What you need to know about law school
Law school is one of the most challenging and rewarding experiences a student can have. The popularity and demand for law schools has grown at a dizzying rate. If you’ve ever seen “Devil’s Advocate,” Al Pacino (during his dramatic closing monologue) says that there are more people in law school than there are actual attorneys. I’ve done some research and haven’t been able to verify if this is true or not, but it wouldn’t be a total surprise if it were valid. Television shows such as “Law & Order,” “Boston Legal,” and “Shark” have glamorized the practice of law by making it more attractive to young adults. Plus, the great potential salary that can be earned through a career in law makes it even more attractive. In fact, the average starting salary for an associate at a midsize law firm is $ 93,000. But keep in mind that a career in law generally doesn’t focus on high-drama, high-paying court cases. It actually requires discipline, a lot of research, and strong written / oral skills. Let me explain …
This may surprise you, but most attorneys never enter a courtroom. This is due to the fact that less than 10% of all motions and cases go to trial. So if you dream of being the new Denny Crane (Boston Legal) or Samantha Cabbot (Law & Order), you need to specifically focus on trial law during your law school hanging. On the subject of salary, yes, a lawyer can make a lot of money. But keep in mind that high-paying jobs are predominantly in the private sector that works with corporate clients. In addition, associates and partners of law firms work, on average, 60 hours a week. Therefore, you will earn that great salary as a lawyer.
Here are some basic facts and guidelines that you will need to know if you really want to attend law school:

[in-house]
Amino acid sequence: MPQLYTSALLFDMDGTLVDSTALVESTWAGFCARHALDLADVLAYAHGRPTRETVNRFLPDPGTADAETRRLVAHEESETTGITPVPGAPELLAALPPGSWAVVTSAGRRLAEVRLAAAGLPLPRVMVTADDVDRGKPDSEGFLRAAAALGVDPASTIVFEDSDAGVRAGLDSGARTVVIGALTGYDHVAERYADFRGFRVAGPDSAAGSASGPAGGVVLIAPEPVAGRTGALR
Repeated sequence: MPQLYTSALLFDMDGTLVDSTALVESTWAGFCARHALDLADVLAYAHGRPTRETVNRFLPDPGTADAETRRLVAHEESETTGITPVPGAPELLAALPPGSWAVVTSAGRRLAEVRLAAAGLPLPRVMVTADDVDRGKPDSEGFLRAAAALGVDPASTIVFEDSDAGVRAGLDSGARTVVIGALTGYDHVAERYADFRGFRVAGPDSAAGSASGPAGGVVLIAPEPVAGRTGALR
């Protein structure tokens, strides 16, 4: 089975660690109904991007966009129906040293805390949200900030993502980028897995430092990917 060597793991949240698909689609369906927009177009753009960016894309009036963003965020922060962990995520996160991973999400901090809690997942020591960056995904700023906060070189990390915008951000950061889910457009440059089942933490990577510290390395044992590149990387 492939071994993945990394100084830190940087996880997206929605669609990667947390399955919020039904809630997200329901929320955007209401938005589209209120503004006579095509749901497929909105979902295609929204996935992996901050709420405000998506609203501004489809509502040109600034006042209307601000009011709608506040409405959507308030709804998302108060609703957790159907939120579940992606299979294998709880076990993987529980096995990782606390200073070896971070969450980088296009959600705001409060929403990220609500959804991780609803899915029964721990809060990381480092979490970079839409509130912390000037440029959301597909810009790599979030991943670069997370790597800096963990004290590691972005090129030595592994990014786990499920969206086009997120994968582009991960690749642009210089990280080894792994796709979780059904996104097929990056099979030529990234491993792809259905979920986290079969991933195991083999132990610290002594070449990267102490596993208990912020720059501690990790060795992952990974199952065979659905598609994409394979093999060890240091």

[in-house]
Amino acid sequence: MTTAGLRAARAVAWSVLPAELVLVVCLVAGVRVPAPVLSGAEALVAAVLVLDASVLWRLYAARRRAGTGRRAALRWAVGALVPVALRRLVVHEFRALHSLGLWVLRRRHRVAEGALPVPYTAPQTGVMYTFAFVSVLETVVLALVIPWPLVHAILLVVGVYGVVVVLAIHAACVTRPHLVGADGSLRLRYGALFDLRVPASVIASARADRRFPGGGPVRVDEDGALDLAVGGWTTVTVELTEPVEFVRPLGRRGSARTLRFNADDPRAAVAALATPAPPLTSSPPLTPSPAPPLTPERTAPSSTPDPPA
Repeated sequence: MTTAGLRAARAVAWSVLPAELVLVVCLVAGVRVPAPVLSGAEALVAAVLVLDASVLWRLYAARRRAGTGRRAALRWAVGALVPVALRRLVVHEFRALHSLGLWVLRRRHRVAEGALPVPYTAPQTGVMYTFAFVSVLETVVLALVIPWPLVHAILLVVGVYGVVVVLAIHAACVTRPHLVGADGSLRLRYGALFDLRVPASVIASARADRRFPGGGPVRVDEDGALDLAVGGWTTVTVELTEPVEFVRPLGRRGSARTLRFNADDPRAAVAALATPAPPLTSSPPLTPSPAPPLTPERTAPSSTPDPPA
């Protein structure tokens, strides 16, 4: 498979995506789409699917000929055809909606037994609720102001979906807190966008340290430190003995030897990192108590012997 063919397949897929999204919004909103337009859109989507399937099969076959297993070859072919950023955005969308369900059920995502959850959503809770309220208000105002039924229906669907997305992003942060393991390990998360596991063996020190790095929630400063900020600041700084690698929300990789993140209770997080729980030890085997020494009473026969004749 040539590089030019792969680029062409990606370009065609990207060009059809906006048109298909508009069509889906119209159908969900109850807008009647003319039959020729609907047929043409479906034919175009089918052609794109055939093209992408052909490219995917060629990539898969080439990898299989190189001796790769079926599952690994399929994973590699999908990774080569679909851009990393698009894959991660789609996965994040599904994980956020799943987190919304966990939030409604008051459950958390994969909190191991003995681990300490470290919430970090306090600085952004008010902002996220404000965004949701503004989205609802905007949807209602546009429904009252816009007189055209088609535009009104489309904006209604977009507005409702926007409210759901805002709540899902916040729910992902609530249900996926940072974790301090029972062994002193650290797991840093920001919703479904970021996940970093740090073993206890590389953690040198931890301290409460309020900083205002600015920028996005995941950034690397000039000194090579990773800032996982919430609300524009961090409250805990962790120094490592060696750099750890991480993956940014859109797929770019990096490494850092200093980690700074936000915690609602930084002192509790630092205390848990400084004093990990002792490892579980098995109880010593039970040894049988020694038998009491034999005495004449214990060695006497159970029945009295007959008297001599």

(one.) To be accepted into a quality law school, you must have a high GPA and a high score on the LSAT. Most law schools have a formula for determining who they accept. Yes, your essay and letters of recommendation are important, but the combination of a high GPA and an LSAT score is essential if you want requesting reviewers to even consider it. To get into one of the top 25 law schools, you will need at least a 3.0 GPA (at least a 3.5 for the top 10 schools) and an LSAT score of at least 152 out of 180, but much higher for the top 10. at least 165 out of 180.
(two.) Law school is expensive. Most law schools charge more than $ 20,000 a year in tuition and fees alone. Private law schools charge even more. For example, Harvard Law School charges $ 53,000 a year for tutoring … tuition only! That does not include books, a laptop, lodging, and miscellaneous expenses. So if you’re serious about law school, you probably need to get a good student loan. Or do your best to win a scholarship or grant. Here’s a helpful resource for loans, scholarships, and grants …
(3.) The Law School lasts for 3 years and you will work non-stop during that period. Law School is a difficult and time-consuming task, especially during the first year. Some law school graduates and professors have even said that the first year is specifically designed to be extremely challenging, so that those who are not really engaged are eliminated. So understand that if you go to law school, it won’t be child’s play. You’ll have to read hundreds of cases, write lengthy articles, do a great deal of legal research, and argue in front of a judge in a mock trial. So if you don’t like writing or speaking in public, law school is not for you.
(4.) Even after graduating from law school, you still won’t be a lawyer! That’s right, even after 3 years of hard work, you’re still technically not a lawyer. You must pass the bar exam and obtain your license in order to be a lawyer legally (good pun, hey).
Sum: I don’t want this article to sound pessimistic about the law school experience. It can be one of the most satisfying companies of your life. You will learn and master something that is involved in all aspects of our life: the law. Once you graduate, people will turn to you for advice and advice on important matters. And the ability to handle a high-profile case and / or make large amounts of cash is certainly possible. But remember, you must have a genuine interest in the law or have the inherent skills to handle the workload in order to be successful in law school.